Pura Vida – Surfing on the Gulf Coast

January 15, 2009

Bobby Johnson catches a wave near WaterColor. Photo courtesy William Chandler
Bobby Johnson catches a wave near WaterColor. Photo courtesy William Chandler

Getting in the ‘Zone’

Our true surfing period begins in November and can last through March if we are lucky.  This period of time I like to refer to as “surf season.” Hurricane Season is fun but luckily not as consistent as Surf Season.  I guess we can be thankful for that although in 2005 one began to wonder.

What makes Surf season so special is the continuing change of weather. Right now we have a cold front so the gulf is as flat as a duck’s back.  The moment you feel the air warm the winds have switched and the change begins to occur.  We call this a front or a swell on the way.  The wind will blow, the rains will follow and the Gulf of Mexico becomes a play land for many.
Most folks head in.  Surfers head out.  I often think that Jim Morrison was referring to the Gulf when he sung ‘Riders on the Storm.’
Nothing makes me smile more then a wet, windy day.  The icing on the cake for a Gulf Coast surfer is when the Gulf is churned and the buoy readings range from 4 ft. to 10 ft., and then, a warm front is followed by a cold front. The winds become offshore and the play land now becomes paradise.
When this happens, the Gulf can get as good as anywhere I have ever surfed.  It does not happen much, but it happens more then a non-surfers realize.  The other day at a secret spot (for fear of my life, I can not disclose), we caught the offshore day as good as my last surf trip to Costa Rica.
The processes of catching a wave is more involved then most people realize.  They should call it paddling because you spend way more time doing that then actually surfing. On a decent size day, just getting in the lineup (pass the break zone) can be a feat in itself.
As a wave approaches a surfer must decide many things.  Which way the wave is breaking, is it a close out, is the one behind it better, am I going to cut anyone off (I have been known to do this).  Once all this is factored in you take off.  Keep in mind if you do not explode faster the approaching wave you will wipe out.  The laws of physics will plant you on the sandbar wondering what you did wrong.  If you ask me what went wrong, I will tell you to paddle faster and paddle at an angle.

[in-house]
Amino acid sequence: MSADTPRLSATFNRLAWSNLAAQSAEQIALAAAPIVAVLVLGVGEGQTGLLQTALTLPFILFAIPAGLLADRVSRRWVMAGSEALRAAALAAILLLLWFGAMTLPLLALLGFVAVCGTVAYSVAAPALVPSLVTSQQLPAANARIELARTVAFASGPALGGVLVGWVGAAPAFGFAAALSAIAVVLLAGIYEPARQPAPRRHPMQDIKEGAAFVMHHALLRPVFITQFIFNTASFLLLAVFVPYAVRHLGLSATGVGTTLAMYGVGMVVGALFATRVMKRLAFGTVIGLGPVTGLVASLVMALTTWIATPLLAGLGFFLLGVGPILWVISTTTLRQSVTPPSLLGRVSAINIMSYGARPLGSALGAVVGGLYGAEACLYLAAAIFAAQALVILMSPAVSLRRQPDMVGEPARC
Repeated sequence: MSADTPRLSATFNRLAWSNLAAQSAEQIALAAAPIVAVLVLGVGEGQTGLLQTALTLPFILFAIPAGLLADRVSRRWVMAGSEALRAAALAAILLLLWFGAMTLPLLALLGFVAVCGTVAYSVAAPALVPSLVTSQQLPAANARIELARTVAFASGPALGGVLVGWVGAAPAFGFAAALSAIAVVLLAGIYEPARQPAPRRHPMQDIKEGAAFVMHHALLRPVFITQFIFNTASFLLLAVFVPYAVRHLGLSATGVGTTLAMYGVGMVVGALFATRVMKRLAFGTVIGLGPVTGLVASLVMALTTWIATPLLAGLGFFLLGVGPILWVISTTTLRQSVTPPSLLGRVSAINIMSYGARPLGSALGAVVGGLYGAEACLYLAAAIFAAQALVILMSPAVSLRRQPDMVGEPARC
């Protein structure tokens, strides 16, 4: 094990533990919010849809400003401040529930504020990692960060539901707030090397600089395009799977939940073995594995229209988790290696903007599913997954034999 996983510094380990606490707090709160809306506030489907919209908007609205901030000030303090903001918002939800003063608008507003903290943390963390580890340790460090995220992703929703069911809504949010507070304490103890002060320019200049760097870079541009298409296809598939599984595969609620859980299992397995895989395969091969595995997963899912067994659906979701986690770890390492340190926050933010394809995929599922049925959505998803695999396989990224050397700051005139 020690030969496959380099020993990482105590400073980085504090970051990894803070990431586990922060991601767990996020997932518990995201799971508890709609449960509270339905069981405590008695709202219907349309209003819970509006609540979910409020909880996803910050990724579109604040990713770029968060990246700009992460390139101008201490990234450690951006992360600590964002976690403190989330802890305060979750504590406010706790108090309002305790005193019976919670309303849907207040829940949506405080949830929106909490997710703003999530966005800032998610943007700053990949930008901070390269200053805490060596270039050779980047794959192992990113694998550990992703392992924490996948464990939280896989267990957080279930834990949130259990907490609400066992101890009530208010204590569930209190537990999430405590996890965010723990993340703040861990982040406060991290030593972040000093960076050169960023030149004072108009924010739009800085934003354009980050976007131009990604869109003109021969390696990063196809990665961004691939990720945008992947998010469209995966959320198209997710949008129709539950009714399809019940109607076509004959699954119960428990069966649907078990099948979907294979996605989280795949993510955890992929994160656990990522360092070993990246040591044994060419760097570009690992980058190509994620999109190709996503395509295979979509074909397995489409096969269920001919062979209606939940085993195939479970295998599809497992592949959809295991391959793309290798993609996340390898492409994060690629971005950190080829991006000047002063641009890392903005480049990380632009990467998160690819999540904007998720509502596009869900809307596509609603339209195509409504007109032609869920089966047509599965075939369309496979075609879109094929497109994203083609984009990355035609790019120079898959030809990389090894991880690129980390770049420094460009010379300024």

Once you catch one it can change your life.  I liken it to the way a retriever goes after a ball.  That dog will go back and forth until completely exhausted.  The reason for this is during his ball chase nothing is on his mind.  He is not thinking about the fleas or ticks that are nagging him, or that his owner no longer lets him sleep on the couch.  He is in the zone.
Taking off after a wave is the same.  The moment a surfer sees the wave from a distance they begin to paddle hard in that direction. They must make many decisions before the wave lets them in or crushes them on the sandbar.  No matter what happens during that short period of time, nothing else can be on your mind.  When you allow your mind to be clear of all the chatter things really fall into perspective.  I think that is why surfers are always accused for being stoners.  They are not stoned.  They are not high, they are just stoked.
Repetitive clearing of the mind from chasing waves in a session gives one an almost Zen like feeling.  Maybe this is why surfers always use terms like, “No worries” or “it’s all good”. They simply have a different view of the world.  The fleas and ticks of life simply don’t bother them as much.  Thanks for taking the time to read my short spin on surfing and hope to see you in the water.

Pura Vida!
Pura Vida is a column by Santa Rosa Beach resident Bobby Johnson. Bobby is a local realtor and surfing enthusiast. You can reach Bobby at 850-865-7798 or www.bobbyjblog.com.

1 Comment
    1. More surf on the way!

      SUNDAY
      SOUTHWEST WINDS 10 TO 15 KNOTS…INCREASING TO AROUND
      20 KNOTS BY AFTERNOON…THEN BECOMING WEST LATE. SEAS 2 TO 4 FEET
      BUILDING TO 5 TO 7 FEET. SCATTERED TO NUMEROUS SHOWERS AND
      ISOLATED THUNDERSTORMS.

      SUNDAY NIGHT
      NORTHWEST WINDS AROUND 20 KNOTS DECREASING TO 15
      TO 20 KNOTS TOWARDS MORNING. SEAS 6 TO 8 FEET SUBSIDING TO 4 TO 6
      FEET. ISOLATED EVENING SHOWERS.

      MONDAY
      NORTHWEST WINDS 15 TO 20 KNOTS. SEAS 4 TO 6 FEET.

      MONDAY NIGHT
      NORTHWEST WINDS 15 TO 20 KNOTS. SEAS 4 TO 6 FEET.

      TUESDAY
      NORTHWEST WINDS 15 TO 20 KNOTS…BECOMING WEST AROUND
      20 KNOTS IN THE AFTERNOON. SEAS 5 TO 7 FEET.

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